, pub-2480664471547226, DIRECT, f08c47fec0942fa0
Home » » EMS Budgets May Be Impacted by Hochul Budget

EMS Budgets May Be Impacted by Hochul Budget

Written By The Mountain Eagle on 2/9/24 | 2/9/24

By Liz Page

Providing emergency medical services has been in critical condition for a while and Governor Kathy Hochul's proposed budget, along with a series of bills being introduced in the state Legislature could help get EMS off the critical list and provide much-needed EMS services to everyone. 

There will be a lot of debate over the budget in the coming weeks and local officials are hoping it leans toward providing relief or as some are calling it "Rescuing EMS"

Delaware and Schoharie counties have been dealing with the difficult ins and outs of establishing ambulance services, as local fire districts and ambulances have been seeking relief for several years, due to lack of personnel. The counties have established county ambulance services to back up volunteer agencies. However, it is a difficult, time-consuming, and complicated process, due to the fact EMS is not considered an essential service like fire and police services.

Making EMS an essential service, will require every county, city, town, and village, acting individually or jointly, or in conjunction with a special district, to ensure that an emergency medical service, a general ambulance service, or a combination of such services are provided. It allows them to establish a special district for the financing and operation of general ambulance services.

That one step will allow EMS districts to be established and provide ways for municipalities to fund ambulances and EMS. 

The state has private, public, or not-for-profit providers attend to demand across the state in a scattered, patchwork approach. It has left residents uncertain whether an EMS provider will be available in their locality, let alone in a time of need. 

Another issue is the existing framework for the provision of EMS. The Governor's budget provides “a coordinated system of healthcare delivery that responds to the needs of sick and injured individuals, by providing: essential emergency, non-emergency, specialty need or public event medical care; community education and prevention programs; ground and air ambulance services; emergency medical dispatch; training for emergency medical services practitioners, medical first response; mobile trauma care.," according to testimony provided by the New York Association of Counties (NYAC)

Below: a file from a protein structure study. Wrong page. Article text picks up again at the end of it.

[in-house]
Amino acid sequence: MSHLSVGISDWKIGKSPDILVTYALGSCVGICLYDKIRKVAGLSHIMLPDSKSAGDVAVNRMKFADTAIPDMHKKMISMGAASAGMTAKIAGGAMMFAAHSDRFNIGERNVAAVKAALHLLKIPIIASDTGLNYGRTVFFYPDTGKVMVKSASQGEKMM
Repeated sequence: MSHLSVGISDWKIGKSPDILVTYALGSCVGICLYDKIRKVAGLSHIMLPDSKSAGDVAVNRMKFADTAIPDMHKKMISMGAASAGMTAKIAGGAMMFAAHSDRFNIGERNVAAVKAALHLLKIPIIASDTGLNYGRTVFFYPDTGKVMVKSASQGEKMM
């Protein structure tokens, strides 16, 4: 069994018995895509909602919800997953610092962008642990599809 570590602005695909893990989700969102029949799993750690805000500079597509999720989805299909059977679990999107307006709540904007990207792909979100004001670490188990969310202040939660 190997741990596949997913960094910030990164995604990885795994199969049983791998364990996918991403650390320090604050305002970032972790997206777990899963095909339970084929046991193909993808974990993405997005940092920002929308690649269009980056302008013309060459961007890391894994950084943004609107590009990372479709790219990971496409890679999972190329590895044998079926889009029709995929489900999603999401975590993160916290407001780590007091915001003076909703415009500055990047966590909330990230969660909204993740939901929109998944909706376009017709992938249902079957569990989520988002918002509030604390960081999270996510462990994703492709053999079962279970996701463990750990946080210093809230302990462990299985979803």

The Executive Budget provides investments to enhance the EMS statewide, including Ensuring emergency transportation providers are appropriately reimbursed for trips, by increasing Medicaid reimbursement for more complex patients; Establishing a working group to recommend ways to expand access to non-emergency medical transportation; Establishing nine regional EMS organizations that can better coordinate all the EMS agencies and providers operating within their region;  The budget proposes establishing a statewide EMS disaster response system that can rapidly deploy personnel and equipment when and where it is needed during an emergency; Allowing EMS providers to perform expanded clinical care in the community; and,  Permitting ambulances to treat patients in place or take patients to urgent care clinics without sacrificing payment for the trip, decreasing the number of unnecessary emergency room visits. The proposed budget reforms the delivery of public health, including an investment in emergency medical services that increases to an average annual value of over $30 million per year and new improvements to the certificate of need process.

There are also bills introduced in the state Legislature to help facilitate EMS. Those six bills include. special taxing districts, removing EMS services from the municipality's tax cap, making it easier for them to fund expanded services; providing state and local tax credits; increasing the state's personal income tax credit for fire and ambulance workers from $200 to $800 and creating a methodology for Medicaid reimbursements that more closely match the cost of the services.

Stamford Fire Commission Bill Sharick provided a rundown of these proposals during a department meeting this week.

The Stamford Fire Department moved to a first responders unit a few years ago and three towns have been working to establish a non-profit ambulance service, Headwaters EMS, to serve the towns of Harpersfield, Stamford, and Kortright. It is a lengthy, ongoing process. The new ambulance service has resulted in much faster response times, but it is still working towards its advanced life support certification through the state Department of Health. Those involved say it has not been an easy process.

As budget negotiations get underway, it is hoped state Legislators will rescue EMS.

Remember to Subscribe!
Subscription Options
Share this article :
Like the Post? Do share with your Friends.


Post a Comment